James Welch, Legal Director at Liberty said: "Our clients entered into a legal marriage in Canada. It is a matter of fairness and equality that they should be treated the same way as any other couple who marries abroad: their marriage should be recognised here. They shouldn't have to settle for the second-best option of a civil partnership."[1]
The High Court announced its judgement on 31 July 2006, finding that the marriage would continue to be recognised as a civil partnership in England and Wales, but not as a marriage.[2] In handing down his ruling, the President of the Family Division, Sir Mark Potter, gave as his reason that "Abiding single sex relationships are in no way inferior, nor does English Law suggest that they are by according them recognition under the name of civil partnership"[3] and that marriage was an "age-old institution" which, he suggested, was by "longstanding definition and acceptance" a relationship between a man and a woman. He described this as an "insurmountable hurdle" to the couple's case.[2] The couple announced their intention to appeal the decision, but later abandoned it due to lack of funds.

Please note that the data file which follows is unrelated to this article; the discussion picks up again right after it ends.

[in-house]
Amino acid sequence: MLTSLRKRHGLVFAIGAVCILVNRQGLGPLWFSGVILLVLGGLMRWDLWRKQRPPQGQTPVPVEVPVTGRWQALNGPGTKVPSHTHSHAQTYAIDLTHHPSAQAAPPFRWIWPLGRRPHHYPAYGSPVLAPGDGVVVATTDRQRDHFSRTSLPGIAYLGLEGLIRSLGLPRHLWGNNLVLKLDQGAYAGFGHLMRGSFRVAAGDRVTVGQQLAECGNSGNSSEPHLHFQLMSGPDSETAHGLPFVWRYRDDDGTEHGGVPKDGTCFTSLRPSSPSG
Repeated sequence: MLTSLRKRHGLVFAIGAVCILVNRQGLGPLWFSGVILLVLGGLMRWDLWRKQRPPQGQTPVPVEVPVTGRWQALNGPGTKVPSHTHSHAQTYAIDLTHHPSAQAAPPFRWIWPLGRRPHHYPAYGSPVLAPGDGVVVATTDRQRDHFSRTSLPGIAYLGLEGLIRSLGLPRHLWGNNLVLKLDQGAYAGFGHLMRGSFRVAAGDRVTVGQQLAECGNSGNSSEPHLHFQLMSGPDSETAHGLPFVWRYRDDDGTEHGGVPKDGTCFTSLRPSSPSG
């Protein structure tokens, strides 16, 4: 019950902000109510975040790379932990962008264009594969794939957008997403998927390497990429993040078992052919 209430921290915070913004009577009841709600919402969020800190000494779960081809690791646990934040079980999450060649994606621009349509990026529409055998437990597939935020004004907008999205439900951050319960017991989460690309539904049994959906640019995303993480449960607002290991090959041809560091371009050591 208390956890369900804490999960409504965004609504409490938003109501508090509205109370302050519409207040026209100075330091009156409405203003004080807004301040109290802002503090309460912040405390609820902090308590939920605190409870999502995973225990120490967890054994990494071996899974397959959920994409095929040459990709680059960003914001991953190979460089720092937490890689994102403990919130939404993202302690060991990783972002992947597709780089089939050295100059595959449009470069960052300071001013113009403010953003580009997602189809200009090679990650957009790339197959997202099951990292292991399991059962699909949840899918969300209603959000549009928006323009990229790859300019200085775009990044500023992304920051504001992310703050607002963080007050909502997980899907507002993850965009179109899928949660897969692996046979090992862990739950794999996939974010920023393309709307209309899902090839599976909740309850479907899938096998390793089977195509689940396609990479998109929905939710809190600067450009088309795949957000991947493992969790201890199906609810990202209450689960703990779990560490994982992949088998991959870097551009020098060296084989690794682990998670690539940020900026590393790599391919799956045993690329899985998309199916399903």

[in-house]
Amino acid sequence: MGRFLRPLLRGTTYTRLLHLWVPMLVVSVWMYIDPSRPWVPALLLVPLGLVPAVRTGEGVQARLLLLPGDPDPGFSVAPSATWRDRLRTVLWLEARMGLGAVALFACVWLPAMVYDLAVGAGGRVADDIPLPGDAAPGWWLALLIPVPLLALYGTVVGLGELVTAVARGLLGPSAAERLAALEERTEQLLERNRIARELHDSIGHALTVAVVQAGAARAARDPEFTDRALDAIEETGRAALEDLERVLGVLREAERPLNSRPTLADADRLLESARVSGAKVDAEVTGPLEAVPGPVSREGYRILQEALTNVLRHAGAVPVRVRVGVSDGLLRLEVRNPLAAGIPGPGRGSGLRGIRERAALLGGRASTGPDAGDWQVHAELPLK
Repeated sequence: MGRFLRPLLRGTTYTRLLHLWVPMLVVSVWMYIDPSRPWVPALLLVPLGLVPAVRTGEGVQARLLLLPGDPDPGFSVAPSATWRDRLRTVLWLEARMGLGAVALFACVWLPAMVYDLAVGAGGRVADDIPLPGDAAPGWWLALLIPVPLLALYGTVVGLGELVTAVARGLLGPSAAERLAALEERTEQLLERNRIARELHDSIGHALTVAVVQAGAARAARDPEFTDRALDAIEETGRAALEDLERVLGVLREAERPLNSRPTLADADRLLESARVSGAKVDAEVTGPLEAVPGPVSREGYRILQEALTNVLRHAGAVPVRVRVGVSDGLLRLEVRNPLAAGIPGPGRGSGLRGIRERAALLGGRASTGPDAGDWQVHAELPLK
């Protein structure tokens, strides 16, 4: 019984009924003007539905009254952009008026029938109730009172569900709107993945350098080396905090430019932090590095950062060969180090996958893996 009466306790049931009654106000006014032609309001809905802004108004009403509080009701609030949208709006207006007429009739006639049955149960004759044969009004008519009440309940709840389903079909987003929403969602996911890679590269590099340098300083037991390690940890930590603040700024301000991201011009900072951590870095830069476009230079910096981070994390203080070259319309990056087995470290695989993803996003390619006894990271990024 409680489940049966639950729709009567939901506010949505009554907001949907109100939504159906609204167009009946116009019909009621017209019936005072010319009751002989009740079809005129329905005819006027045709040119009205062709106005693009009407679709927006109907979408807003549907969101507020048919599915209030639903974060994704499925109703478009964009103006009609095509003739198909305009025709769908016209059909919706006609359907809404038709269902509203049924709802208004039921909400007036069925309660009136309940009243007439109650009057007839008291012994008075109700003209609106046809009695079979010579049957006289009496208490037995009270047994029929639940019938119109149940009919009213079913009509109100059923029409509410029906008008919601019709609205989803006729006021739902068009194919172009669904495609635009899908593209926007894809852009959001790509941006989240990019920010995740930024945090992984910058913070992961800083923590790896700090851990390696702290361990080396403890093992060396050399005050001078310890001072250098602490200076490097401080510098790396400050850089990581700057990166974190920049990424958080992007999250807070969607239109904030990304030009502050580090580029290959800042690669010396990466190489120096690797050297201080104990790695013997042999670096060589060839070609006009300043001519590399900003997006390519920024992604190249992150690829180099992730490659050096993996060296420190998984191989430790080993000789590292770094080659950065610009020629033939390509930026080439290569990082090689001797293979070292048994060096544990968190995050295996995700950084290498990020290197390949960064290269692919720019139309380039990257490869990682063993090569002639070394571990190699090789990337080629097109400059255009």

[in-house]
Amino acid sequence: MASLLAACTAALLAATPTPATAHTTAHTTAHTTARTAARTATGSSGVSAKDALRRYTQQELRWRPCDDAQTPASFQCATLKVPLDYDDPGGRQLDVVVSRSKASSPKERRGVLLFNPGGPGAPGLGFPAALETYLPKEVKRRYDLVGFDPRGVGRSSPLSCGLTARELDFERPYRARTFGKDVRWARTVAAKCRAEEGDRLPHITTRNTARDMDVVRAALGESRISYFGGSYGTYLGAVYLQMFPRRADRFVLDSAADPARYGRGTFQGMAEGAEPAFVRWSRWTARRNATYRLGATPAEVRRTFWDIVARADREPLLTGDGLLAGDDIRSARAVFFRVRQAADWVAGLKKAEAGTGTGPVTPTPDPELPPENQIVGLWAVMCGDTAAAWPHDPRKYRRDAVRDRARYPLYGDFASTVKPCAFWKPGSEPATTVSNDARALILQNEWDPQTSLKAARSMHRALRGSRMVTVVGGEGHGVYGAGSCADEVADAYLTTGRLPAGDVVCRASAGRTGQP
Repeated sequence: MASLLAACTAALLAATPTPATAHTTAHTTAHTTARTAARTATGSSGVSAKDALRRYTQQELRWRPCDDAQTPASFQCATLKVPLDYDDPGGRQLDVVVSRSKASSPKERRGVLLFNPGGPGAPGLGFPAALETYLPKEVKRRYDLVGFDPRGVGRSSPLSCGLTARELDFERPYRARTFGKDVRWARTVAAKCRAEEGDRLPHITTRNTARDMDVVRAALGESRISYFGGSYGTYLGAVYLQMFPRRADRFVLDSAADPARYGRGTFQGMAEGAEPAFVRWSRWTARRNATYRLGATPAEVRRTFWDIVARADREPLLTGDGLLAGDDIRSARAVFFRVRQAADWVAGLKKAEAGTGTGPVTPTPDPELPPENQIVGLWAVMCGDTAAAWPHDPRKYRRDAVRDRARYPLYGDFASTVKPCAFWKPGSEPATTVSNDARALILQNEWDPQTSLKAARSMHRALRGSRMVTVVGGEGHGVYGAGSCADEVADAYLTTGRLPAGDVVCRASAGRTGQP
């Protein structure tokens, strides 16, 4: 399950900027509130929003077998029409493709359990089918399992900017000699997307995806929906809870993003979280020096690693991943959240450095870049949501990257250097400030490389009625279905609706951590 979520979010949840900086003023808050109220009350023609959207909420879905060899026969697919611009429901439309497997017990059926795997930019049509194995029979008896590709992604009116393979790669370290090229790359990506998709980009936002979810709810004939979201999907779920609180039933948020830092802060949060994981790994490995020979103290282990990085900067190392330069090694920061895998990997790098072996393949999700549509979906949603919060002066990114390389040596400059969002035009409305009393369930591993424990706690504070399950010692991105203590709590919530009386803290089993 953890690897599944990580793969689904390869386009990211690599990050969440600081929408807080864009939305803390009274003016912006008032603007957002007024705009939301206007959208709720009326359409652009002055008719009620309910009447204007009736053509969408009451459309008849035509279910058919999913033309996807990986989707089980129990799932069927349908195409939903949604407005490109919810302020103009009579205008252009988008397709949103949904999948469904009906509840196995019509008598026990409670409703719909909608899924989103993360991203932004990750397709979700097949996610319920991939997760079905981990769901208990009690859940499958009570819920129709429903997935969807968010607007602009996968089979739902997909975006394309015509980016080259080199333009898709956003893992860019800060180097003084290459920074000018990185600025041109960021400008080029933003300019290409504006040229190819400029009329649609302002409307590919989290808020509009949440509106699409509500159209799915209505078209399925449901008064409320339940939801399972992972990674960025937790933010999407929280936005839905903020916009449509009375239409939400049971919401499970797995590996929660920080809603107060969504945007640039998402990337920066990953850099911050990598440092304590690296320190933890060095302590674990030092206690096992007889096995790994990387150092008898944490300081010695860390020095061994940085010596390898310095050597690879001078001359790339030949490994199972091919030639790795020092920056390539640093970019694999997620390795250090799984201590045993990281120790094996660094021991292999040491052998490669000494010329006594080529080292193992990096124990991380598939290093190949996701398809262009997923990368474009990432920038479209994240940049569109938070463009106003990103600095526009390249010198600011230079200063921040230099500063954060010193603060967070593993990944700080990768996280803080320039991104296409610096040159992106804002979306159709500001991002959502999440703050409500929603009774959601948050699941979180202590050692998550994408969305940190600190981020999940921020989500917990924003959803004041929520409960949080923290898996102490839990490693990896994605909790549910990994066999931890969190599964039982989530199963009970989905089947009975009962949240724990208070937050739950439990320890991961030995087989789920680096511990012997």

[edit]See also

[edit]References

  • The Social Construction of Lesbianism (Sage 1987), ISBN 0-8039-8116-3
  • Heterosexuality: A Feminism & Psychology Reader (Sage 1993), ISBN 0-8039-8822-2 (ed. with Sue Wilkinson)
  • Changing Our Minds: Lesbian Feminism and Psychology (Onlywomen Press 1993), ISBN 0-906500-49-4 (with Rachel Perkins)
  • Women and Health: Feminist Perspectives (Taylor & Francis 1994), ISBN 0-7484-0148-2 (ed. with Sue Wilkinson)
  • Feminism and Discourse: Psychological Perspectives (Sage 1995), ISBN 0-8039-7801-4 (ed. with Sue Wilkinson)
  • Representing the Other: A Feminism & Psychology Reader (Sage 1996),ISBN 0-7619-5228-4 (ed. with Sue Wilkinson)
  • Lesbian & Gay Psychology: New Perspectives (Blackwell 2002), ISBN 1-4272-219-7 (ed. with Adrian Coyle)

[edit]External links